Seeking feedback requires active listening, critical thinking, and empathy. Pause and reflect on their feedback before speaking, responding, or sharing your views. Ask the proper questions and give others the chance to voice their thoughts. Listening with intention will also help you understand your team members and help collaboratively establish the relevant goals to generate and improve motivation.
2. Recognize and celebrate team and individual successes: Recognition is a simple but often neglected tool to motivate individuals and a team. Rather than rushing on the next project or task, take the time to recognize a job well done and give rewards at every opportunity. Highlighting the ways that the teams’ contributions directly influence others can be a valuable source of motivation and remind team members of the overall mission of the enterprise. Be sure to take time regularly to acknowledge individual and team accomplishments.
3. Involve team members in decision-making: When team members have a voice in critical decisions, they are more likely to take ownership of the results. Find ways, big or small, to empower your team members to share in the responsibility of outcomes. Invite their unique perspective for how to improve processes and procedures. The responsibility of the final decision still rests on your shoulders, but when team members have the opportunity to give their input, or at a minimum have their input considered, they feel valued and more engaged.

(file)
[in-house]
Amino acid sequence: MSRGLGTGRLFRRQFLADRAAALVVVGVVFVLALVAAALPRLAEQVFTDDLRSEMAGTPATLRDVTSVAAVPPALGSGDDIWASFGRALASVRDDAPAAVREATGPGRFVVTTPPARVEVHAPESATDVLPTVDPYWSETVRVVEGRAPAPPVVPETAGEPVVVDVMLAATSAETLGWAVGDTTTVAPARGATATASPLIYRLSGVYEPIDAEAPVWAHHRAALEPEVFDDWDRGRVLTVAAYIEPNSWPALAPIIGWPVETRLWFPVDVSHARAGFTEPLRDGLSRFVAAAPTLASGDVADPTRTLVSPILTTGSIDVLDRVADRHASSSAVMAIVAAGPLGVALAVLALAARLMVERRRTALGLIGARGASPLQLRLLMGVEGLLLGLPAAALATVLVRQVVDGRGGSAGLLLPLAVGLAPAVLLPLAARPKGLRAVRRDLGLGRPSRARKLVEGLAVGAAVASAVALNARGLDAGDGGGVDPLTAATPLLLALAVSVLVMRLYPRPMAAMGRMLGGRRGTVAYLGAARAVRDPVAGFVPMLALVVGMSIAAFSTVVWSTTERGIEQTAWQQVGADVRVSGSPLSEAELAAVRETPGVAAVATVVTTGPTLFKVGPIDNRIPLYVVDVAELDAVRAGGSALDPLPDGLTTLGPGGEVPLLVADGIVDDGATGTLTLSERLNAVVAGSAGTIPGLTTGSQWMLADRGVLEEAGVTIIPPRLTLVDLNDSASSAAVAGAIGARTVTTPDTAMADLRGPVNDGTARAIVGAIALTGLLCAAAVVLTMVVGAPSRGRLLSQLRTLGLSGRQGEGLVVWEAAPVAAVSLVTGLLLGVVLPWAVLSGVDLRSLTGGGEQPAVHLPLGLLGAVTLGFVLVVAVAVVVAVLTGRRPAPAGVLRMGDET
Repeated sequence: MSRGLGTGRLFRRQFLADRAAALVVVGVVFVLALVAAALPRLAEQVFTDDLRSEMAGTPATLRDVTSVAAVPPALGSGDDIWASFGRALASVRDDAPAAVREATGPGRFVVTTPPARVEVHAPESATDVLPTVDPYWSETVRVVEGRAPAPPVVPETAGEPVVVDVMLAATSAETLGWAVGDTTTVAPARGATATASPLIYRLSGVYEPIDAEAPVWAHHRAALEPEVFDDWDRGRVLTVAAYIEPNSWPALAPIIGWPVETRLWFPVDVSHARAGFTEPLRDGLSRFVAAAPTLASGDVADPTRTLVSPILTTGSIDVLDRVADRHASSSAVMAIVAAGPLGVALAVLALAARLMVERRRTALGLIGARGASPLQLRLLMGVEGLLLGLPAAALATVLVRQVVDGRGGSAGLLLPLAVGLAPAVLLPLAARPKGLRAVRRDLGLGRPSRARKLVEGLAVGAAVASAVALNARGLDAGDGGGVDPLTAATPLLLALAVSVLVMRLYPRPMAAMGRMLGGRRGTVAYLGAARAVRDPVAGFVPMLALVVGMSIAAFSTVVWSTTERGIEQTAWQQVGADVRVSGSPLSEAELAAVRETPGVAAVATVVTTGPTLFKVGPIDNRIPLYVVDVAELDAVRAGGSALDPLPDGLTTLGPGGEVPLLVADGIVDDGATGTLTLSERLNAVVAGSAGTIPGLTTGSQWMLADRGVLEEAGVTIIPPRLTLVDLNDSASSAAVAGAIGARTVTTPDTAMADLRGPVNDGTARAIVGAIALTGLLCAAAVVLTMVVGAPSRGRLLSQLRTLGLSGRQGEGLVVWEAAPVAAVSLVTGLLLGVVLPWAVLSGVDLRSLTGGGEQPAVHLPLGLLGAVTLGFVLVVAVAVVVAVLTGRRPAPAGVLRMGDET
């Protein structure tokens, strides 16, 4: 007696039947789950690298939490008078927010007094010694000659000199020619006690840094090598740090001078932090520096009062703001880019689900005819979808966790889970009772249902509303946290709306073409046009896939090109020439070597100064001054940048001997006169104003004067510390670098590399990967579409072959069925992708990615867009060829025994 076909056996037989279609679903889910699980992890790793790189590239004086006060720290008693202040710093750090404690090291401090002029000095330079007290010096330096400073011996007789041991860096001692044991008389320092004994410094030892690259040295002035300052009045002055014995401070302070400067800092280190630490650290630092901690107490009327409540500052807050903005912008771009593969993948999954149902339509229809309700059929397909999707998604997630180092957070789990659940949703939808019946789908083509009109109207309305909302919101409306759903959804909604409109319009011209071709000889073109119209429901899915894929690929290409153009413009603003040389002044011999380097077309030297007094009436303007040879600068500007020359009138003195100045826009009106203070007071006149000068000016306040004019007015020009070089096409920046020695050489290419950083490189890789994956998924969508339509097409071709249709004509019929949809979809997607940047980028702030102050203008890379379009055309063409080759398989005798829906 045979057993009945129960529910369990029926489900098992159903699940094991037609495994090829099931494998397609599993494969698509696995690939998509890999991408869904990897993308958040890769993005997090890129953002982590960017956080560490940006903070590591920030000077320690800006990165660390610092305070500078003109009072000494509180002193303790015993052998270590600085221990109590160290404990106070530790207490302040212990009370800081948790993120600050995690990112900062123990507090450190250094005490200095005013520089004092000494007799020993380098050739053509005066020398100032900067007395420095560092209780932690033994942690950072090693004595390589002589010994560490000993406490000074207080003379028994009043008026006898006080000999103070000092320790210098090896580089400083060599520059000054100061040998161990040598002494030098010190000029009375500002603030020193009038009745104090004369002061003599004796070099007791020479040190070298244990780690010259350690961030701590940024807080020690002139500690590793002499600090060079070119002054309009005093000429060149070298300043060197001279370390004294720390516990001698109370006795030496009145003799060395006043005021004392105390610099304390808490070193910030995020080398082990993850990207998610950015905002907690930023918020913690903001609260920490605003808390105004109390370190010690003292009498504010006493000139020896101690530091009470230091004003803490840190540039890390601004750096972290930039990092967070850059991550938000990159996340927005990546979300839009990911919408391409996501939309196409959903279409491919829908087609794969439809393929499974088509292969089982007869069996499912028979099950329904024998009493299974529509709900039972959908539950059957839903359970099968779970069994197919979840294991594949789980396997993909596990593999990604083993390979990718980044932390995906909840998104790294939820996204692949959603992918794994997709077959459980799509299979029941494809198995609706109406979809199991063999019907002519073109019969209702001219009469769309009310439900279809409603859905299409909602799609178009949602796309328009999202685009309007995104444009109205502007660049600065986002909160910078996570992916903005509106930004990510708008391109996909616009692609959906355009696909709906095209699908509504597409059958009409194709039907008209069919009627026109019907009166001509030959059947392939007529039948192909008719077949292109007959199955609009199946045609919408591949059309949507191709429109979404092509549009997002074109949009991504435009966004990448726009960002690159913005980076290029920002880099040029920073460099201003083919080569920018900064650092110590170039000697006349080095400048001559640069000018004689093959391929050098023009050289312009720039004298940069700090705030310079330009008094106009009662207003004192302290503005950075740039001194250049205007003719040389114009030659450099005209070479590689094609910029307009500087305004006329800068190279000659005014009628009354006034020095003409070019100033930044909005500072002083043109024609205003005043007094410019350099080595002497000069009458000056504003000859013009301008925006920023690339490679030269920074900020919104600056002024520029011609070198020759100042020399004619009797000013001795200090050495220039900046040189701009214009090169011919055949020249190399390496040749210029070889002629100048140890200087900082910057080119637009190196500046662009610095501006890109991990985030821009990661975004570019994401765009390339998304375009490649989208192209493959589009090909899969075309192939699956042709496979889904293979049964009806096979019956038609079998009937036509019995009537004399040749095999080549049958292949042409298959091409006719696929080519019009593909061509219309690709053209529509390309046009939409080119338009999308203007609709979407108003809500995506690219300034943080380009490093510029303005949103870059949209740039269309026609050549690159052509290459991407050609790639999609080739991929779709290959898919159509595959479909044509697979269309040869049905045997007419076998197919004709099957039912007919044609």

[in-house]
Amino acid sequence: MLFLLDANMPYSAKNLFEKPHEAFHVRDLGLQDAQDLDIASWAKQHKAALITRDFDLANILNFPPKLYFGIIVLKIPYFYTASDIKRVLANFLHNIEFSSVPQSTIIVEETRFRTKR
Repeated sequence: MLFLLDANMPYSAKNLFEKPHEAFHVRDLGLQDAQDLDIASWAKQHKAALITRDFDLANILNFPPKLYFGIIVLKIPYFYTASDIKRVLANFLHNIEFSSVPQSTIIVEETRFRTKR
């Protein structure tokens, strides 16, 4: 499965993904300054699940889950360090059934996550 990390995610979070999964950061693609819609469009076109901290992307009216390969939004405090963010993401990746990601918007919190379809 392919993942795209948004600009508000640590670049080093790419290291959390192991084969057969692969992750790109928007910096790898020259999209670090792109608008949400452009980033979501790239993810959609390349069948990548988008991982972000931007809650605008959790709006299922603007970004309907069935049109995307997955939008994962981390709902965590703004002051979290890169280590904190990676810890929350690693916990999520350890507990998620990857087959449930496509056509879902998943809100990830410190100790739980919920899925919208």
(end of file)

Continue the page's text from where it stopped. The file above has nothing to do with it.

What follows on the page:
4. Outline potential career growth: Organizations and leaders that promote career development are 7.2 times more likely to engage and retain staff. Helping team members identify or create a career plan for themselves helps drive retention and loyalty to the business and the team. As you work with team members, consider the multiple paths or options that they could consider as they grow and set next steps related to their development. Encourage your team members to take ownership of their career growth and share your guidance as they create and adjust their career roadmaps accordingly. The intention is to motivate individuals naturally and unleash their full potential where they best fit and can make a difference.
5. Get to know your people as people: Employees need to know that they are more than just a number or a cog in the wheel of a big corporate machine. It is motivating and inspiring to know that someone sees and values you as a human first.
Get to know their strengths. Get to know their personalities. A Myers-Briggs (MBTI) or DISC assessment can help you distinguish how to individually motivate diverse personalities. For example, the promise of a department-wide social lunch for meeting production goals may be motivating for an extrovert, but not so appealing for an introvert. Whereas the reassurance of job security in their role may be more motivating for an “S” type on the DISC. Customize your motivational efforts according to what each individual appreciates most.
Motivation Unlocks New Perspectives
When you effectively execute the above strategies, you’ll witness an energy shift in your team as team members better understand their purpose and how it connects to the bigger picture. This new perspective helps build sources of inspiration. That inspiration generates more cultural motivation, and it becomes a compounding cycle that facilitates more motivation.
Not every task is deemed “exciting” in the workplace, but a motivating leader finds creative ways to keep the engine well-oiled. These leaders excel in balancing intention, passion, and strategy to strengthen drive.